Three Swimmers Attacked by Sharks in One Week Off Florida's Atlantic Coast
A biology professor tells Inside Edition that a huge number of sharks migrating off Florida's coast during spring-break season is likely contributing to the recent attacks.
Three Florida spring-breakers were attacked by sharks in just one week. JJ Sousa, 7, was the latest victim. He was swimming at a Fort Lauderdale beach when he was bitten. The bite left a gaping wound in the little boy’s hand.
Three days earlier, 20-year-old college student Bryce Albert was also attacked by a 6-foot blacktip shark in Palm Beach and underwent emergency surgery. “It’s such a different feeling. It’s almost like my brain didn’t fully process it, because it’s something I’ve never felt before,” Albert said.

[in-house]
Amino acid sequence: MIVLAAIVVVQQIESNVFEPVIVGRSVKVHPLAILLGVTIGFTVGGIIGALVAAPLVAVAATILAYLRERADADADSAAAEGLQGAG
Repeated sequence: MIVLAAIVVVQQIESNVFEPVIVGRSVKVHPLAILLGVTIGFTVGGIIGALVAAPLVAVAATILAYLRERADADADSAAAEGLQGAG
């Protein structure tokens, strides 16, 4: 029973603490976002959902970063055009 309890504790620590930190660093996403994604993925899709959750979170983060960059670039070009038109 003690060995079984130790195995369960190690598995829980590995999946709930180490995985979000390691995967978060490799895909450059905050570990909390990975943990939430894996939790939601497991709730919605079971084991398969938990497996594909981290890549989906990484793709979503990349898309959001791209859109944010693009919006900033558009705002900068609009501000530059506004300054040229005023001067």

The two attacks come on the heels of another attack in Miami. Jay Weiskopf, 9, was vacationing when a shark bit his shoulder. His mom, Kristine, told Inside Edition it was like “something out of a movie.”
“First time this kid’s ever been in the ocean, and we weren't in the water for more than five minutes,” Kristine said. “When you see a gaping wound on your child, what goes through your mind is sheer panic.”
All three are likely victims of what experts say is one of the world's largest shark migrations happening off the coast of Florida.
“At this time of year, you have huge numbers of sharks right down here at the same time that we have lots of spring breakers in the water as well,” Stephen Kajiura, professor of biological sciences at Florida Atlantic University, told Inside Edition.
He says there are things that you can do to minimize your chances of being attacked, including avoid swimming at dawn or dusk when the water is murky. Experts also advise against swimming near people who are fishing and wearing shiny jewelry, which could catch the attention of sharks.
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